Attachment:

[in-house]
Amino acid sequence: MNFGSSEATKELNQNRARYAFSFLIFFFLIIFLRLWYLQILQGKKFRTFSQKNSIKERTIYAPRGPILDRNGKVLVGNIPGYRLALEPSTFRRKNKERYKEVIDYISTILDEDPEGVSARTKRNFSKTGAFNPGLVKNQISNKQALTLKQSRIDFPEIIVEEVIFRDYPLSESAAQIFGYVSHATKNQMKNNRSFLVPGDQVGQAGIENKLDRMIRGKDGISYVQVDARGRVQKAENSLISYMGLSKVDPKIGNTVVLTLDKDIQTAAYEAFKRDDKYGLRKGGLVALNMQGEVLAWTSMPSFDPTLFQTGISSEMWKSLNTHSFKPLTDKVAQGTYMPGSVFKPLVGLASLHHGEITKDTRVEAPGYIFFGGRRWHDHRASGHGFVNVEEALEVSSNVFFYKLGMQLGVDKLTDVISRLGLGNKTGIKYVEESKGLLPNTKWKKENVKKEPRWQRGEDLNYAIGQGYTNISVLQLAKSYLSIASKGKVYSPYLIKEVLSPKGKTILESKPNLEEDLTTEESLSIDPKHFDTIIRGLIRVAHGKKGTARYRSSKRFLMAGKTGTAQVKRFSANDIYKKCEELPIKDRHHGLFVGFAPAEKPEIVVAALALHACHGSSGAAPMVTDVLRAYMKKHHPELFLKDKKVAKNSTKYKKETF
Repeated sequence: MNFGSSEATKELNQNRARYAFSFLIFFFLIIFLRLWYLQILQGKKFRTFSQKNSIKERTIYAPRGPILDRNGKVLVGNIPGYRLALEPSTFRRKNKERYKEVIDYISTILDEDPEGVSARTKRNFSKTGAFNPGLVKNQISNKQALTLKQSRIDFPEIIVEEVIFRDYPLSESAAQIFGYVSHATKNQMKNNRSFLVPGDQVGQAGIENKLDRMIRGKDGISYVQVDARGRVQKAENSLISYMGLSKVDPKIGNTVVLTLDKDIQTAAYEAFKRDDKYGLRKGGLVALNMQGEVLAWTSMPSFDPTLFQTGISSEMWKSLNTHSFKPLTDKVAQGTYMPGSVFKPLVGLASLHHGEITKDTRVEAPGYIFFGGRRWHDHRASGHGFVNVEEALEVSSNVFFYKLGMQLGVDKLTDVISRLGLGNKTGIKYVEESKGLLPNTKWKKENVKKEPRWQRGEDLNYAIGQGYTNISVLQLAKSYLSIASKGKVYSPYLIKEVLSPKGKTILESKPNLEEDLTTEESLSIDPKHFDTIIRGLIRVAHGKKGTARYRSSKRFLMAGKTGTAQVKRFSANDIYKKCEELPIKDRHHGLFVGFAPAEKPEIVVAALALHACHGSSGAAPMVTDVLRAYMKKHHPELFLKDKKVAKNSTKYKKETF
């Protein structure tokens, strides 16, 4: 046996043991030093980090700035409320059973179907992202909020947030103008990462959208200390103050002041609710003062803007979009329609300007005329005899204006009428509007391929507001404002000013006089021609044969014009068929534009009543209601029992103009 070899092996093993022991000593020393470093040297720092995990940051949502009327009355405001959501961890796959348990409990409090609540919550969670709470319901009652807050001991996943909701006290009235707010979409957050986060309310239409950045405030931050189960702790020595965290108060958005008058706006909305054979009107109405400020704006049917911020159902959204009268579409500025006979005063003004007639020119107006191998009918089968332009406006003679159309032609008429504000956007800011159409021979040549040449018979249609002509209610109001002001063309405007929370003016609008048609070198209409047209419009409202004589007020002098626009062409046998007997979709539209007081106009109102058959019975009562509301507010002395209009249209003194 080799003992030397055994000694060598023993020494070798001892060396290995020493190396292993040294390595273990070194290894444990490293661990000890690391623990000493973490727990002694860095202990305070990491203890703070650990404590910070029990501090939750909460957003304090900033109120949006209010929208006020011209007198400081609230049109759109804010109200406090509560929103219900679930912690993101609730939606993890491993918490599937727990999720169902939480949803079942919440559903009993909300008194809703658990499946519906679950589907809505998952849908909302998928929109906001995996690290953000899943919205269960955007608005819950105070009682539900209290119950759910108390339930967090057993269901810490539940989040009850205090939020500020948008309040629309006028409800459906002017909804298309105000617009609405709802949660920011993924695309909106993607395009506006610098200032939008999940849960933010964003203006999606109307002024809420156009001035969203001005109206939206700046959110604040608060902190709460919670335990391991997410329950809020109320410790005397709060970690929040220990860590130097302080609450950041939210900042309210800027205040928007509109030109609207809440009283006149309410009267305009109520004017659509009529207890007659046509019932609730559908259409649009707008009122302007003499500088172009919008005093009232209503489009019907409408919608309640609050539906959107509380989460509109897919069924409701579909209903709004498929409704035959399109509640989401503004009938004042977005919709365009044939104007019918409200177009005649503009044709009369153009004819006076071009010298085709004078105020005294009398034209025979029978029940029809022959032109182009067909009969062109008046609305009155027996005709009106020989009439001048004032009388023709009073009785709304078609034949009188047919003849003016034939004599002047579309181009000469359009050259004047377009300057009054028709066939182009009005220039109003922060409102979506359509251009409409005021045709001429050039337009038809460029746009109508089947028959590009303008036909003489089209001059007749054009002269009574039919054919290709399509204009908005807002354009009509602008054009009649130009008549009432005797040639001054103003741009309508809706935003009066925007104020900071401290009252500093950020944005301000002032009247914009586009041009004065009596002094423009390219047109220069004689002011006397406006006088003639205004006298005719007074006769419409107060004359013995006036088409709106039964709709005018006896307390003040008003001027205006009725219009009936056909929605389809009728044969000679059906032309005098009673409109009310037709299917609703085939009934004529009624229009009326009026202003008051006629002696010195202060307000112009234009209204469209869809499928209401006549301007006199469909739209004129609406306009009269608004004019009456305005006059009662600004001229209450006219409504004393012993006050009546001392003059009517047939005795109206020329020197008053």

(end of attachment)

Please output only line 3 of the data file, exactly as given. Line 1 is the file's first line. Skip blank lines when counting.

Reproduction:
Repeated sequence: MNFGSSEATKELNQNRARYAFSFLIFFFLIIFLRLWYLQILQGKKFRTFSQKNSIKERTIYAPRGPILDRNGKVLVGNIPGYRLALEPSTFRRKNKERYKEVIDYISTILDEDPEGVSARTKRNFSKTGAFNPGLVKNQISNKQALTLKQSRIDFPEIIVEEVIFRDYPLSESAAQIFGYVSHATKNQMKNNRSFLVPGDQVGQAGIENKLDRMIRGKDGISYVQVDARGRVQKAENSLISYMGLSKVDPKIGNTVVLTLDKDIQTAAYEAFKRDDKYGLRKGGLVALNMQGEVLAWTSMPSFDPTLFQTGISSEMWKSLNTHSFKPLTDKVAQGTYMPGSVFKPLVGLASLHHGEITKDTRVEAPGYIFFGGRRWHDHRASGHGFVNVEEALEVSSNVFFYKLGMQLGVDKLTDVISRLGLGNKTGIKYVEESKGLLPNTKWKKENVKKEPRWQRGEDLNYAIGQGYTNISVLQLAKSYLSIASKGKVYSPYLIKEVLSPKGKTILESKPNLEEDLTTEESLSIDPKHFDTIIRGLIRVAHGKKGTARYRSSKRFLMAGKTGTAQVKRFSANDIYKKCEELPIKDRHHGLFVGFAPAEKPEIVVAALALHACHGSSGAAPMVTDVLRAYMKKHHPELFLKDKKVAKNSTKYKKETF